Sometimes there are alternative routes with varying degrees of difficulty and reward. In your bold planning stage after a beer the night before, you might go for that high route and then discover that it really isn’t a comfortable place to be and perhaps the risk for you is now too high. It is OK to retrace your steps (having taken a few photos!) and take a less dangerous option.
Sometimes you come across obstacles in the path that really have to be avoided. For us, this came mostly in the form of enormous bulls and skittish cows. We had to figure out how to skirt the danger, even if it was a long roundabout way, and then get back on the correct path.
Parts of the Coast to Coast are not clearly marked and often the weather does not help. Even with Wainwright’s guide and several maps, it can sometimes be difficult to work out exactly which rock or post you should be heading for. Getting lost is part of the journey. As long as you realise you might be heading down the wrong route, you can take stock, reassess and re trace your steps or find an alternative way to get back on track.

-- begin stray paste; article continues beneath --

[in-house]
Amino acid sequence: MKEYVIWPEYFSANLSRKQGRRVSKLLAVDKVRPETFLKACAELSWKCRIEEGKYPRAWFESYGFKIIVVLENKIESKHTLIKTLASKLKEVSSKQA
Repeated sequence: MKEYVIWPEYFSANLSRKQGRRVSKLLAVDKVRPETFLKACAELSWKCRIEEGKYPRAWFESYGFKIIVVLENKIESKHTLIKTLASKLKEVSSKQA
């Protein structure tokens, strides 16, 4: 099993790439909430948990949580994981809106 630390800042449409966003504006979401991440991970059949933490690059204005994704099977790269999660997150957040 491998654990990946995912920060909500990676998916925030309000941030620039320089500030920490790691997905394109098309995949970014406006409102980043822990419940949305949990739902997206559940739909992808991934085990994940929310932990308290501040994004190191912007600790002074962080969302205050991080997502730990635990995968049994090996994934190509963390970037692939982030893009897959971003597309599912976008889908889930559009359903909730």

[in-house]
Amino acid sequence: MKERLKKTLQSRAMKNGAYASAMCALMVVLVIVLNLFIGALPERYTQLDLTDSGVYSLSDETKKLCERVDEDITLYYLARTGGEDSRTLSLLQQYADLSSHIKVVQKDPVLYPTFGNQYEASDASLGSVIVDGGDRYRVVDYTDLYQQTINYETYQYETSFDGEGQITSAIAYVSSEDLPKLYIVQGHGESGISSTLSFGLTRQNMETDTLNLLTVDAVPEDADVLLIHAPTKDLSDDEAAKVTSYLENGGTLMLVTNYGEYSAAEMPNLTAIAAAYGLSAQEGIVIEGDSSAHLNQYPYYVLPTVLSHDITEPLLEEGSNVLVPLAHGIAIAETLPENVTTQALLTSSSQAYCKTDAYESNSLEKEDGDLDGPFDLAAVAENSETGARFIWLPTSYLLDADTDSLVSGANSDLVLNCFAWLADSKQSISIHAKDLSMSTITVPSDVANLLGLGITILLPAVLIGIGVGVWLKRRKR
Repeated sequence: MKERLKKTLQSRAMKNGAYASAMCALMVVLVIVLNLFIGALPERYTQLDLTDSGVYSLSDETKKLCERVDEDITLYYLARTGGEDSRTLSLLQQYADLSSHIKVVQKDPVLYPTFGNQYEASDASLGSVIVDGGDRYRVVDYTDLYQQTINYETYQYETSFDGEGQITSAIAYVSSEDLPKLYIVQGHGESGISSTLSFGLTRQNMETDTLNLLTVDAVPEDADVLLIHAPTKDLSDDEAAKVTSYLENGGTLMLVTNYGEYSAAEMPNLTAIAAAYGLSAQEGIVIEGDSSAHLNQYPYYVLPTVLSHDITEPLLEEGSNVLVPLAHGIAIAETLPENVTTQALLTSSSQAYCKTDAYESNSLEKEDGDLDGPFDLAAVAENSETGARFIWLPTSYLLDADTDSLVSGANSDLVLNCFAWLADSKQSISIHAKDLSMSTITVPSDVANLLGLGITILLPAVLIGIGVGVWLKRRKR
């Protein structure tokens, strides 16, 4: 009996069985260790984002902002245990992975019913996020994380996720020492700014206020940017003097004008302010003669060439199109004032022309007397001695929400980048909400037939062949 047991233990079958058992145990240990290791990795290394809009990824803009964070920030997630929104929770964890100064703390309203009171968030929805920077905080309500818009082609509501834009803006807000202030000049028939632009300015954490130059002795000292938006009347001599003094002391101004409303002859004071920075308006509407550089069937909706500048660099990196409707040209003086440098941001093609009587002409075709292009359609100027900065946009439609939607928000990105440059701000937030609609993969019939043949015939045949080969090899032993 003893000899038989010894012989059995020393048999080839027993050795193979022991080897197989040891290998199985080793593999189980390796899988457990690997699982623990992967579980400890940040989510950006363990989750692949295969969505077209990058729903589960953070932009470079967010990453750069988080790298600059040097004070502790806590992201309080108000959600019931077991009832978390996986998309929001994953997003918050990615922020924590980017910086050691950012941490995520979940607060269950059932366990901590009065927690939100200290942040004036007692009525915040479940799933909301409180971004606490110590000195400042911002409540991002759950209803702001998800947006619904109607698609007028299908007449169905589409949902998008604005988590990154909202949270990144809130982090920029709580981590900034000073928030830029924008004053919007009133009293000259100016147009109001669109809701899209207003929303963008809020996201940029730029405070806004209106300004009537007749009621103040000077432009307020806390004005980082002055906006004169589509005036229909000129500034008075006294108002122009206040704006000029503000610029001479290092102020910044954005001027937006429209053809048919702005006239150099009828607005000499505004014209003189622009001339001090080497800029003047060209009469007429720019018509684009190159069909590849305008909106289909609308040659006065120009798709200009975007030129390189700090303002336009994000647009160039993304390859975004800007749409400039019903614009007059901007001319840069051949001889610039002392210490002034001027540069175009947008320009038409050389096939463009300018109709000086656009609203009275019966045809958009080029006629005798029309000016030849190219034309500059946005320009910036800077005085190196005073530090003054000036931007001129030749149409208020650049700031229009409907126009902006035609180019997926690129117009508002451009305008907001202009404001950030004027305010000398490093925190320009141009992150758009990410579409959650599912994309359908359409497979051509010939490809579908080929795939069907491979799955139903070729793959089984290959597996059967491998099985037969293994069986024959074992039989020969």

Of particular note – the Yorkshire Dales National Park coming down from Nine Standards Rigg. Park authorities have laid paving slabs near the top – but any sense of security is soon lost as the slabs disappear and you are faced with a vast mass of bog upon bog with no distinct waymarks. At first just inconvenient and mucky, it soon becomes really hard work trying to avoid the worst. You can’t avoid it – the only way to get across a bog is to assess and decide what route you will follow and just go for it. Move quickly before the gloop sucks you under. Occasionally it gets the better of you and you find yourself sinking in the mire. At this point, the only thing to do is to accept the help and laughter of others (it will be their turn next), pull yourself together and crack on. It is temporary, others have achieved it, it will be over soon and the rewards of the next section through Swaledale are simply glorious! You can look back and laugh too.